Managing nodes from the cloud in the OPC-UA Publisher Edge

In my previous blog, we learned how to get started with the Azure IoT Edge module named OPC Publisher.

This module makes it possible to extract data from a ‘local’ OPC-UA server and to expose this data to the Azure IoT Hub. The data is sent using the routing feature within Azure IoT Edge so before we sent the data to the cloud, we first can have an insight in the actual data, take actions locally and transform the data.

But the OPC Publisher connects to the OPC-UA server based on local settings. Here is the configuration, taken from my c:\iiot\pn.json file:

[
  {
    "EndpointUrl": "opc.tcp://[IP address]:53530/OPCUA/SimulationServer",
    "UseSecurity": false,
    "OpcNodes": [
      {
        "Id": "ns=5;s=Counter1"
      },
      {
        "Id": "ns=5;s=Random1"
      }
    ]
  }
]

These settings are ‘hardcoded’, the file is on the file system, not in Docker.

Can we change these settings remotely, using the cloud?

The short answer is: yes.

The OPC Publisher has capabilities to manipulate the published nodes using DirectMethods.

An example is provided by Microsoft in this sample application.

You can run it as an executable but the documentation is very poor. I wanted to dig a bit deeper into the capabilities of the OPC Publisher and especially this DirectMethod usage.

If you look into the code, you will find DirectMethod support for:

  • PublishNodes
  • UnpublishNodes
  • UnpublishAllNodes
  • GetConfiguredEndpoints
  • GetConfiguredNodesOnEndpoint

So we know what the names of the methods are. Now we must know how the body of each method must look like.

I played around with the first three methods:

namespace OpCUaNodeChanger
{
    using System;
    using System.Collections.Generic;
    using System.IO;
    using Microsoft.Azure.Devices;
    using Newtonsoft.Json;

    class Program
    {
        static void Main(string[] args)
        {
            string iotHubConnectionString = "HostName=[hostname].azure-devices.net;SharedAccessKeyName=iothubowner;SharedAccessKey=[key]";
            string _publisherDeviceName = "opc-ua-edge";
            string _publisherModuleName = "OPCPublisher";

            var _iotHubClient = ServiceClient.CreateFromConnectionString(iotHubConnectionString, TransportType.Amqp_WebSocket_Only);

            TimeSpan responseTimeout = TimeSpan.FromSeconds(300);
            TimeSpan connectionTimeout = TimeSpan.FromSeconds(30);

            var _method = new CloudToDeviceMethod("PublishNodes", responseTimeout, connectionTimeout); 

            var json = File.ReadAllText("methodpayload.json").Replace("\r", string.Empty).Replace("\n", string.Empty);
            _method.SetPayloadJson(json);

            var methodResult = _iotHubClient.InvokeDeviceMethodAsync(_publisherDeviceName, _publisherModuleName, _method).Result;

            Console.WriteLine($"Result: {methodResult.Status}");
            Console.WriteLine("Press a key to exit...");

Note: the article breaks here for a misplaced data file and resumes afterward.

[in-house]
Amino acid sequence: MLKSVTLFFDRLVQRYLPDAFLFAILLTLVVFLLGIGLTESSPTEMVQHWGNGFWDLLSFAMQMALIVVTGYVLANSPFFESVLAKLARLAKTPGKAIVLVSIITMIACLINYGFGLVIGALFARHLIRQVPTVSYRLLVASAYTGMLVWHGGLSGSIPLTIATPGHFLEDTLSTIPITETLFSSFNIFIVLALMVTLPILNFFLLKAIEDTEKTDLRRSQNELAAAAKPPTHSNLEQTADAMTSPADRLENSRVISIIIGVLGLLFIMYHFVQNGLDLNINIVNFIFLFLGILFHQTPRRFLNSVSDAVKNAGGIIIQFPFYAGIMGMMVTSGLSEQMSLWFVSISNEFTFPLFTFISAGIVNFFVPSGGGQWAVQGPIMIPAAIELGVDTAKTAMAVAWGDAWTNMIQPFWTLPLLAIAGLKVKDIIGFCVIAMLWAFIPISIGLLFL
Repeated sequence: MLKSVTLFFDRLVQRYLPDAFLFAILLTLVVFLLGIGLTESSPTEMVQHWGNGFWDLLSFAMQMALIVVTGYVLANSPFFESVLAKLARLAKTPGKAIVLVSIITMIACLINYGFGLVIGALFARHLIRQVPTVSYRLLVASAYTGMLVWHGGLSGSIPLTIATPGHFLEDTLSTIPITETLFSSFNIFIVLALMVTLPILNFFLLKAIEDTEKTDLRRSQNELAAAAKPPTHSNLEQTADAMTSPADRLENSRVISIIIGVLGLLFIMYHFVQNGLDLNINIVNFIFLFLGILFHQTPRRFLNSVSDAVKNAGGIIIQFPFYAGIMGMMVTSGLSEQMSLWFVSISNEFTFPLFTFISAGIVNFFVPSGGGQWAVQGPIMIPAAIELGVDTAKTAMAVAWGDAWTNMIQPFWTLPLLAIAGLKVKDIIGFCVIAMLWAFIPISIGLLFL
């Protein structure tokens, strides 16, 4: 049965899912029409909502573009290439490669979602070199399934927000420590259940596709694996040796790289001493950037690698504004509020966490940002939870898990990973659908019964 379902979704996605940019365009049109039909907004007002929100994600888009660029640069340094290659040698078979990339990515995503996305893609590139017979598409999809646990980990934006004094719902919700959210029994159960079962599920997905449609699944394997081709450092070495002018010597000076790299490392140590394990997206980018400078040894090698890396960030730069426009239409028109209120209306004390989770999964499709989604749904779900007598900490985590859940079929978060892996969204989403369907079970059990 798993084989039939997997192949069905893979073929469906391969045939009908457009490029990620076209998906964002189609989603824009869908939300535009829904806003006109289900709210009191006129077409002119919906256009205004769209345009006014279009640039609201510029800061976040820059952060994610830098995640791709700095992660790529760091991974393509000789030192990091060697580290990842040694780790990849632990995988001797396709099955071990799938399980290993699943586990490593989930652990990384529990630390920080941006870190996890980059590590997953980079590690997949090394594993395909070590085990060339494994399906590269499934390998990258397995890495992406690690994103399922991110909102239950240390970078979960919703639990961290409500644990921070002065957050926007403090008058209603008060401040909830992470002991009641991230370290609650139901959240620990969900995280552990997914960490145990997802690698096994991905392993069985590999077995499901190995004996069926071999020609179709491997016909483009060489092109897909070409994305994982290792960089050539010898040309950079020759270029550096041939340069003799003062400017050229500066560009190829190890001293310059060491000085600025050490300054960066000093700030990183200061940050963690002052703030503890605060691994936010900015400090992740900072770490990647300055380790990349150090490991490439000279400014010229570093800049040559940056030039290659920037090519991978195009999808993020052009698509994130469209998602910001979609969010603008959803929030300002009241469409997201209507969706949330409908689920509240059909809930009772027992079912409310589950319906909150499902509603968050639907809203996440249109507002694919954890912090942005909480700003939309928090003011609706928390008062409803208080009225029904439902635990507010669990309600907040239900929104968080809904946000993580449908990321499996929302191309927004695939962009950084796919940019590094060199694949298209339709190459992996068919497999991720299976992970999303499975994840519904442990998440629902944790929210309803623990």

Console.ReadKey();
        }
    }
}

The code is very straightforward, connect to the IoTHub using the connection string and call a direct method for a module on a device, part of this IoTHub.

Note: you have to provide an IoTHub connection string. So this logic is typically executed in the cloud only. Do not use this connection string outside the cloud without securing it!

Adding Nodes

We call ‘PublishNodes’. This method adds new nodes to the existing configuration.

Let’s add the SawTooth and the Sinusoid. So the body of the DirectMethod looks like:

{
  "EndpointUrl": "opc.tcp://[IP addres]:53530/OPCUA/SimulationServer",
  "OpcNodes": [
    {
      "Id": "ns=5;s=Sawtooth1"
    },
    {
      "Id": "ns=5;s=Sinusoid1"
    }
  ]
}

Once executed, the method returns return status 202.

Note: if the status 200 is returned, the execution succeeded but no nodes are added.

Now the pn.json is updated to:

[
  {
    "EndpointUrl": "opc.tcp://192.168.43.8:53530/OPCUA/SimulationServer",
    "UseSecurity": false,
    "OpcNodes": [
      {
        "Id": "ns=5;s=Counter1"
      },
      {
        "Id": "ns=5;s=Random1"
      },
      {
        "Id": "ns=5;s=Sawtooth1"
      },
      {
        "Id": "ns=5;s=Sinusoid1"
      }
    ]
  }
]

As you can see, the security is untouched, only nodes are added.

Removing certain Nodes

We can also remove nodes. This works exactly the same, you only have to call ‘UnpublishNodes’:

var _method = new CloudToDeviceMethod("UnpublishNodes", responseTimeout, connectionTimeout);

Provide the same direct method body as ‘PublishNodes’, just tell which node to remove.

If nodes are deleted, the status 202 is returned. If no nodes are deleted, a 200 is returned.

Remove all nodes

The direct method ‘UnpublishAllNodes’ can be used to remove all nodes. In fact, it removes the complete endpoint:

var _method = new CloudToDeviceMethod("UnpublishAllNodes", responseTimeout, connectionTimeout);

Use this method only if you want to get rid of the complete endpoint, you cannot recover this endpoint later on.

I was not able to manipulate the kind of security using ‘PublishNodes’.

You will have to return to the actual device to repair this endpoint.

Update 2019-02-01: This issue with “useSecurity” is fixed in a recent pull request. See this conversation for more information.

Conclusion

Yes, we are able to manipulate the nodes of an OPC Publisher after the initial deployment. from the cloud.

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